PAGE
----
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Evidence-Based Policy: What's to Be Done about Relevance? For the 2008 Oberlin Philosophy Colloquium
Philosophical Studies: An International Journal for Philosophy in the Analytic Tradition
Vol. 143, No. 1, Models, Methods, and Evidence: Topics in the Philosophy of Science. Proceedings of the 38th Oberlin Colloquium in Philosophy (Mar., 2009), pp. 127-136
Published by: Springer
Stable URL: http://www.jstor.org/stable/27734393
Page Count: 10
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How can philosophy of science be of more practical use? One thing we can do is provide practicable advice about how to determine when one empirical claim is relevant to the truth of another; i.e., about evidential relevance. This matters especially for evidence-based policy, where advice is thin—and misleading—about how to tell what counts as evidence for policy effectiveness. This paper argues that good efficacy results (as in randomized controlled trials), which are all the rage now, are only a very small part of the story. To tell what facts are relevant for judging policy effectiveness, we need to construct causal scenarios about will happen when the policy is implemented.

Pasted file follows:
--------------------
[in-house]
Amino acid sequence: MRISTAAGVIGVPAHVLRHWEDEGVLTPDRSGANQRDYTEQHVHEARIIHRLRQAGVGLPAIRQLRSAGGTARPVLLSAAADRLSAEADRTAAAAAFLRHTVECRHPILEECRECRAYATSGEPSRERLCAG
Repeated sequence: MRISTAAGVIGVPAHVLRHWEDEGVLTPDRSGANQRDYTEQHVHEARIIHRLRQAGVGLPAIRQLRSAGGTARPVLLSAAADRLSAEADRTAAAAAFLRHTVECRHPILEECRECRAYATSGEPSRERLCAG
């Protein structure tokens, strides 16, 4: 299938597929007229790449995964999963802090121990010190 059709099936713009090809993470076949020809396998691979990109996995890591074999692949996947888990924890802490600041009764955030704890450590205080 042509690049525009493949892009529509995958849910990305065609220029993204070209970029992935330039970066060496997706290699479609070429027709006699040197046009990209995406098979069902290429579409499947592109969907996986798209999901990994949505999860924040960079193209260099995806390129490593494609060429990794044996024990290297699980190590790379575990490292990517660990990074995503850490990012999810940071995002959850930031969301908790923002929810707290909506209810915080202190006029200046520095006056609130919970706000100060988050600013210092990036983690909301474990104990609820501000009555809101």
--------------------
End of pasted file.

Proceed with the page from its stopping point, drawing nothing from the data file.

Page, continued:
Philosophical Studies: An International Journal for Philosophy in the Analytic Tradition © 2009 Springer